Andreas Vesalius Biography (1514-1564)

Nationality
Flemish
Gender
Male
Occupation
anatomist, physician

While still a young physician, Andreas Vesalius overturned the fourteen-centuries-old Galenic canon of medicine and founded modern scientific anatomy.

Born in Brussels in what is today Belgium to a family established in medicinefor several generations, the young Andreas showed an early interest in anatomy. He attended the University of Louvain and then studied medicine at the University of Paris where he became skilled at dissection under teachers who were dedicated followers of Galen.

After a stint as a military surgeon, Vesalius enrolled at the University of Padua, Europe's preeminent medical school, receiving his doctor of medicine degree in 1537. Immediately assuming a post as lecturer in surgery and anatomyat Padua, Vesalius proved to be an innovative teacher. Contrary to prevailingpractice, he performed dissections himself during the lectures and illustrated the lesson with large, detailed anatomical charts. The lectures were enormously popular and demand for the charts was so great that Vesalius had them printed as Tabulae anatomicae sex in 1538.

As Vesalius proceeded with his dissections, he increasingly noted obvious conflicts between what he saw in the human body and what Galen described. Galen's errors, Vesalius reasoned, arose because the ancient anatomist relied onlyon animal dissections, which often did not apply to human anatomy. Vesalius set down the principle that true, fundamental medical knowledge must come fromhuman dissection, practiced by each individual physician.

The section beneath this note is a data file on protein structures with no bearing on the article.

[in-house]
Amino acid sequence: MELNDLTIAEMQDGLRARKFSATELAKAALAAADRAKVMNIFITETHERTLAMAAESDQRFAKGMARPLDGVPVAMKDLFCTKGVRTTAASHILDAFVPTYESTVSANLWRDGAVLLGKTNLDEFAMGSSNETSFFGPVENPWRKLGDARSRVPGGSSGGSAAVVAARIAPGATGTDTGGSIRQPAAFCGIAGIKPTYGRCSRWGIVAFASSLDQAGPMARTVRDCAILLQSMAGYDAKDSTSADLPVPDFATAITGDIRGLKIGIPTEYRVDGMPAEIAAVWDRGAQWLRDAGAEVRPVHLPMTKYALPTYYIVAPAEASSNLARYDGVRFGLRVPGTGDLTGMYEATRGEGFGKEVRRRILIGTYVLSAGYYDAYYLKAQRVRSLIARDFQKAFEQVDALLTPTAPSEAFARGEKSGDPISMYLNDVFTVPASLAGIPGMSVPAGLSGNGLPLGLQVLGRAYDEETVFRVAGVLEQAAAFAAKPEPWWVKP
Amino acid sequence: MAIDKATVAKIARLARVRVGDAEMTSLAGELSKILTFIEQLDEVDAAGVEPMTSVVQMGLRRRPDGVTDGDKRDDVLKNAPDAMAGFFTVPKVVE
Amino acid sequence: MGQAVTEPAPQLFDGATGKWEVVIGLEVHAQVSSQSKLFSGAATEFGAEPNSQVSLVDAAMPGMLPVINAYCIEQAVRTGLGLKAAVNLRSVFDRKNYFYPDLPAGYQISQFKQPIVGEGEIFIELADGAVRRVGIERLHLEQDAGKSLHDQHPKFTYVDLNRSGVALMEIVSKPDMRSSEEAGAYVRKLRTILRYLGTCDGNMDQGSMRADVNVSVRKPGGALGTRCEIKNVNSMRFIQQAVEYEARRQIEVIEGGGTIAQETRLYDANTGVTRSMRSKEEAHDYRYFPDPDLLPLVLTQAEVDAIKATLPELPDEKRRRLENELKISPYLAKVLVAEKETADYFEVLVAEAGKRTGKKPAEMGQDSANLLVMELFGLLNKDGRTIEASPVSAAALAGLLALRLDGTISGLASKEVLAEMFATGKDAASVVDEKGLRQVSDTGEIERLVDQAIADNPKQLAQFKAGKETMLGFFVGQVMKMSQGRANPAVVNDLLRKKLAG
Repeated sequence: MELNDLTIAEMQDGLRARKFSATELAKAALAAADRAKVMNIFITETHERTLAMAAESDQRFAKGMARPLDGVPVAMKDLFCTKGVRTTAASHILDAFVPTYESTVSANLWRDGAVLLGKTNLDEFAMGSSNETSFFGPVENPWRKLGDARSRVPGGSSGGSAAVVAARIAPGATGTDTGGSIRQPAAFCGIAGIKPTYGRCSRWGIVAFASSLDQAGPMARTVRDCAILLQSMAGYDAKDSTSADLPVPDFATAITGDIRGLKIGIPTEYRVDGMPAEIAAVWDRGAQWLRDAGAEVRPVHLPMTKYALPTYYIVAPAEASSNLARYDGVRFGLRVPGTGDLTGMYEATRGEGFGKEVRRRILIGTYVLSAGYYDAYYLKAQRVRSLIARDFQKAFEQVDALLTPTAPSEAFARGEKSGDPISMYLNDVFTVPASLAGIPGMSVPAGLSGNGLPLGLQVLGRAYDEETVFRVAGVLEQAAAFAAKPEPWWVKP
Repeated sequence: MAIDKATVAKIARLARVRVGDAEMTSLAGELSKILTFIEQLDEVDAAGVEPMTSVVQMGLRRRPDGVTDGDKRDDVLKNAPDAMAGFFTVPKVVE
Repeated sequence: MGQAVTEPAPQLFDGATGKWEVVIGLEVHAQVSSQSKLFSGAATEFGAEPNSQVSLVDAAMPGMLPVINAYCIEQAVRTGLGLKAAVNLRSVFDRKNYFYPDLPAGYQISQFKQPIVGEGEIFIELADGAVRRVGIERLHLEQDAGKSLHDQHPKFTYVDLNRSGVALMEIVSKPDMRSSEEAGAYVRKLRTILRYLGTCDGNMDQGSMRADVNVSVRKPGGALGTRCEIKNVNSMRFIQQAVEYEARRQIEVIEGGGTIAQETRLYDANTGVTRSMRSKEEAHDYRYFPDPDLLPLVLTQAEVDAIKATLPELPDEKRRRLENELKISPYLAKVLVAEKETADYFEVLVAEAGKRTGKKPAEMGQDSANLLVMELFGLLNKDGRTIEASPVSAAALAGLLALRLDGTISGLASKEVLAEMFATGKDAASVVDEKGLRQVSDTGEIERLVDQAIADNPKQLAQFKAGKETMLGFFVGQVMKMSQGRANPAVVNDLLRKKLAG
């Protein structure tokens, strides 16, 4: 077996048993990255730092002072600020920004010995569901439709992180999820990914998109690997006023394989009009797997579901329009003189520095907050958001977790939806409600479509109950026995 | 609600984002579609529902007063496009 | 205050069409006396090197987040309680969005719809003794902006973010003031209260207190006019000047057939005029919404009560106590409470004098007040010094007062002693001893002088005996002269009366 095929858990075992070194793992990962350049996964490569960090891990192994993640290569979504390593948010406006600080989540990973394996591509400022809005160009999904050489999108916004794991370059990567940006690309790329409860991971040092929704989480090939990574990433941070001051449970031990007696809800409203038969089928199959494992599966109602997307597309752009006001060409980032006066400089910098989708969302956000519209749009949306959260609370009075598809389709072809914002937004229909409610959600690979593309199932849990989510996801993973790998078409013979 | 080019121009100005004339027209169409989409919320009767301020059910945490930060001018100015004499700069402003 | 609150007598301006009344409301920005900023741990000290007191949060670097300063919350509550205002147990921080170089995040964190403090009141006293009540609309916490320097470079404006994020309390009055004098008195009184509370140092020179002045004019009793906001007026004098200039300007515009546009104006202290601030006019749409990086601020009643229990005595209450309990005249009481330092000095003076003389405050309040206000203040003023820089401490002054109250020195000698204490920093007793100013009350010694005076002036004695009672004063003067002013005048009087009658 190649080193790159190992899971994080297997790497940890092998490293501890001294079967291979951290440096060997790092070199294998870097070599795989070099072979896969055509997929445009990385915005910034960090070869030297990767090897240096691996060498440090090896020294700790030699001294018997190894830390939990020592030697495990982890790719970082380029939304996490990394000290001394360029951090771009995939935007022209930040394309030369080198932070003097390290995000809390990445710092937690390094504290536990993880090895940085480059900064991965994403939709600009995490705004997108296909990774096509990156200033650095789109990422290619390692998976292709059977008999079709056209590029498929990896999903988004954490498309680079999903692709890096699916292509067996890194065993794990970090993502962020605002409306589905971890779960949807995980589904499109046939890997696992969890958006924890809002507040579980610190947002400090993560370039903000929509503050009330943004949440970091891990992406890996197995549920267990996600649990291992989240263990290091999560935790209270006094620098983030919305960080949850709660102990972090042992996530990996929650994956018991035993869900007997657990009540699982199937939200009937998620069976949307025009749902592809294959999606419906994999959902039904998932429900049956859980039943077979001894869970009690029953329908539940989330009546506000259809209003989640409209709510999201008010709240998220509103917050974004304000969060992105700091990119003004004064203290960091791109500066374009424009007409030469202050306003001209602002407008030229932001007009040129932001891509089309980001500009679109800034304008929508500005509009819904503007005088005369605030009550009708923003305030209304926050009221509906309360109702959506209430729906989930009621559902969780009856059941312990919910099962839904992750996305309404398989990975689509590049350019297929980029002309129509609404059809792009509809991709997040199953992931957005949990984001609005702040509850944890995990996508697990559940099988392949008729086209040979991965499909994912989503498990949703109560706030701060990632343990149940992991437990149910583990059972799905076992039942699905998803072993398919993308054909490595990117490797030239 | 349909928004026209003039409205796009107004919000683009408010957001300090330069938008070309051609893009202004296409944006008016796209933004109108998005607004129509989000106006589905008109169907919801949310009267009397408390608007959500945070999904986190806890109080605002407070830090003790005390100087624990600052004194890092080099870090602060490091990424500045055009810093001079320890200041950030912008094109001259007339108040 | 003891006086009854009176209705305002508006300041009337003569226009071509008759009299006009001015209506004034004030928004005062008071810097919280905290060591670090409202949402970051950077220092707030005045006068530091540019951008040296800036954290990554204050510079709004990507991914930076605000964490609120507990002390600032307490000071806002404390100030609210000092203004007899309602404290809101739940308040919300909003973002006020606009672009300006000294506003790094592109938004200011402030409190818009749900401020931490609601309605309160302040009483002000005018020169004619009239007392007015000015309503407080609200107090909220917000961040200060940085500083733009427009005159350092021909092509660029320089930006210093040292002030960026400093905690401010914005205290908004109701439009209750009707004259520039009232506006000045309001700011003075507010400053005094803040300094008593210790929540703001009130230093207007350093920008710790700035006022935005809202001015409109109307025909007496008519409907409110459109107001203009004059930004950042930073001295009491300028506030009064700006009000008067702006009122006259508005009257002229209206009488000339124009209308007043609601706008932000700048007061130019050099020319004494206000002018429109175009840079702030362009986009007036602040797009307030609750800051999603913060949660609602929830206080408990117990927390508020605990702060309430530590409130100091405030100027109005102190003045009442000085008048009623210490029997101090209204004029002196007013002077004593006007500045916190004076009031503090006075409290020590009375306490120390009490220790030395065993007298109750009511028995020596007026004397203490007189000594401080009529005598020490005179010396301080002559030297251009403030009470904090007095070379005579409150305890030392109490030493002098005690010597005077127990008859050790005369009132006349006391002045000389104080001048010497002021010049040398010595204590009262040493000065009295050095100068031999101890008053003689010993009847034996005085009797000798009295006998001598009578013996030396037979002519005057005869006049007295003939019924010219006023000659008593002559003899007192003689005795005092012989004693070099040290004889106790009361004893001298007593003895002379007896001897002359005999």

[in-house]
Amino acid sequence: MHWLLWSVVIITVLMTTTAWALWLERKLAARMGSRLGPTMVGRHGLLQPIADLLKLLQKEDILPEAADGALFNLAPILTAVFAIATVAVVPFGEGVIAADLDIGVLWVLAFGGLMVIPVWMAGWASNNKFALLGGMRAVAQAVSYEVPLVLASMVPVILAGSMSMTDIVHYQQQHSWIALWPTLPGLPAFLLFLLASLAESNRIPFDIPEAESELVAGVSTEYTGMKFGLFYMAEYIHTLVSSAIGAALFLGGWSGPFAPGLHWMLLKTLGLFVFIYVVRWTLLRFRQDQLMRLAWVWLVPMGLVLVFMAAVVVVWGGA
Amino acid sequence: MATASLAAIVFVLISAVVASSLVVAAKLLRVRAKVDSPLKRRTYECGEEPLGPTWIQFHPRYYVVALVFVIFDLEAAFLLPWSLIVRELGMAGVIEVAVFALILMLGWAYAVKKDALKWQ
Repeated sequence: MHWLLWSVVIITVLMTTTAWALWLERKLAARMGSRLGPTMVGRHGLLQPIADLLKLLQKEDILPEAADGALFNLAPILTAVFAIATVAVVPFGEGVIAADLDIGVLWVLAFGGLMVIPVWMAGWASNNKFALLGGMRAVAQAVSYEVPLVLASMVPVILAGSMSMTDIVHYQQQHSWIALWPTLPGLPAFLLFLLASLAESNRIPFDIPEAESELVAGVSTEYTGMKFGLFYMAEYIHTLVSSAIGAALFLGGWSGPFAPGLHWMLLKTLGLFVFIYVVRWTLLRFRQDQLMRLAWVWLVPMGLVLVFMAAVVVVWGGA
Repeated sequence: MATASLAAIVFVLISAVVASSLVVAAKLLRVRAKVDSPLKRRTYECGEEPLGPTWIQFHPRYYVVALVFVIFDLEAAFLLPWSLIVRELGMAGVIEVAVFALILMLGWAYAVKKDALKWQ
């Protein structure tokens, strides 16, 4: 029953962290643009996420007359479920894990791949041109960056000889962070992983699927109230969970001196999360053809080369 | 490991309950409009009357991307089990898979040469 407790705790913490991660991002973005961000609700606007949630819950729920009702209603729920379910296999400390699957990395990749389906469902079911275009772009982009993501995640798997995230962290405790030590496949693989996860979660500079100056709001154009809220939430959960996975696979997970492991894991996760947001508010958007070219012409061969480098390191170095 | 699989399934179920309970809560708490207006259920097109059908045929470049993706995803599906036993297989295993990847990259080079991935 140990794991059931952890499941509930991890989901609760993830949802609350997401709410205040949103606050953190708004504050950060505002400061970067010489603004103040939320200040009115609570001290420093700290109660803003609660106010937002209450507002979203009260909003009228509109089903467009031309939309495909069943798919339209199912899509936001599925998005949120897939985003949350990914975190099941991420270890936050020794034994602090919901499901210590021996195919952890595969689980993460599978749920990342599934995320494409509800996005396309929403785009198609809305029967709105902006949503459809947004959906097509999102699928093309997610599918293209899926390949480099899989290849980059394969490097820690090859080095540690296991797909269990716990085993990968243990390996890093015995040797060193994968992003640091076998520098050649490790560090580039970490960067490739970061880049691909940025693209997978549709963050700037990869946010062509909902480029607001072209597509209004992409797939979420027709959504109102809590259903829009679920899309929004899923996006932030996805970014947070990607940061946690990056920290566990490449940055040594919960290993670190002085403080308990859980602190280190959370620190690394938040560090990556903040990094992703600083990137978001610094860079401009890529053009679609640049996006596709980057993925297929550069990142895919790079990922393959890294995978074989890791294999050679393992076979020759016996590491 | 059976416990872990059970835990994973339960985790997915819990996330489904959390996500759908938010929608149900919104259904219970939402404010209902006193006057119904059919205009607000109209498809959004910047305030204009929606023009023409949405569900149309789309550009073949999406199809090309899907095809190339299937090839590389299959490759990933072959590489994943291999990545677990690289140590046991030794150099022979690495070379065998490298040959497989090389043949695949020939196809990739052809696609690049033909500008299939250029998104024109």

To attract established physicians to the study of anatomy and promote the teaching of this new science, Vesalius devoted himself for five years to the production of his magnum opus, one of the most important books in medical history and the world's first textbook of anatomy: De humani corporis fabrica, published in 1543. Vesalius carefully supervised all aspects of the book'sproduction. The Fabrica contained detailed anatomical descriptions ofall parts of the human body, including directions for carrying out dissections; magnificent, meticulous illustrations, probably by students from Titian'sstudio; and a clear explanation of the objective, scientific method of conducting medical research.

Publication of the Fabrica rocked Galenism to its foundations. This shattering of the revered, supposedly infallible ideas of Galen provoked bittercontroversy, which may have been why Vesalius abruptly quit anatomical research and became court physician to Emperor Charles V and, later, to Charles'sson, Philip II of Spain. As in anatomy, Vesalius achieved renown as a medicalpractitioner. In 1564 he left Spain for a trip to the Holy Land, perhaps intending then to return to teaching at Padua. On the way back from Palestine, however, his ship was wrecked, and Vesalius died on the island of Zante at theage of fifty.

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